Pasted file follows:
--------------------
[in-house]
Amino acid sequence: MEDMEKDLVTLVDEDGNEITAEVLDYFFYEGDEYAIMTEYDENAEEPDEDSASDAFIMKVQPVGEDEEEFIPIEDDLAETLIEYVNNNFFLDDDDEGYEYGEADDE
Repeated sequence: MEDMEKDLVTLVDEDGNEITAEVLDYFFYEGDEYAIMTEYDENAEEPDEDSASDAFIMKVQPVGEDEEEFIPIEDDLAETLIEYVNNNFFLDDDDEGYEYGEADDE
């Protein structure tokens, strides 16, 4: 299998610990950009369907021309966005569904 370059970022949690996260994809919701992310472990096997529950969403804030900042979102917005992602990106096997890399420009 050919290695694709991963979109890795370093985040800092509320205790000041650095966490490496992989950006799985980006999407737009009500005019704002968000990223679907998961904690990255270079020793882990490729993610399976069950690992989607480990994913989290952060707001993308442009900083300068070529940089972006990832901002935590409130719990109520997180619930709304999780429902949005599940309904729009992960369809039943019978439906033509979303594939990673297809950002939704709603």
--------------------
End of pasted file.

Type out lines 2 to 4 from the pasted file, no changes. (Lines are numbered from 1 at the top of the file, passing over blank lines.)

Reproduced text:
Amino acid sequence: MEDMEKDLVTLVDEDGNEITAEVLDYFFYEGDEYAIMTEYDENAEEPDEDSASDAFIMKVQPVGEDEEEFIPIEDDLAETLIEYVNNNFFLDDDDEGYEYGEADDE
Repeated sequence: MEDMEKDLVTLVDEDGNEITAEVLDYFFYEGDEYAIMTEYDENAEEPDEDSASDAFIMKVQPVGEDEEEFIPIEDDLAETLIEYVNNNFFLDDDDEGYEYGEADDE
């Protein structure tokens, strides 16, 4: 299998610990950009369907021309966005569904 370059970022949690996260994809919701992310472990096997529950969403804030900042979102917005992602990106096997890399420009 050919290695694709991963979109890795370093985040800092509320205790000041650095966490490496992989950006799985980006999407737009009500005019704002968000990223679907998961904690990255270079020793882990490729993610399976069950690992989607480990994913989290952060707001993308442009900083300068070529940089972006990832901002935590409130719990109520997180619930709304999780429902949005599940309904729009992960369809039943019978439906033509979303594939990673297809950002939704709603």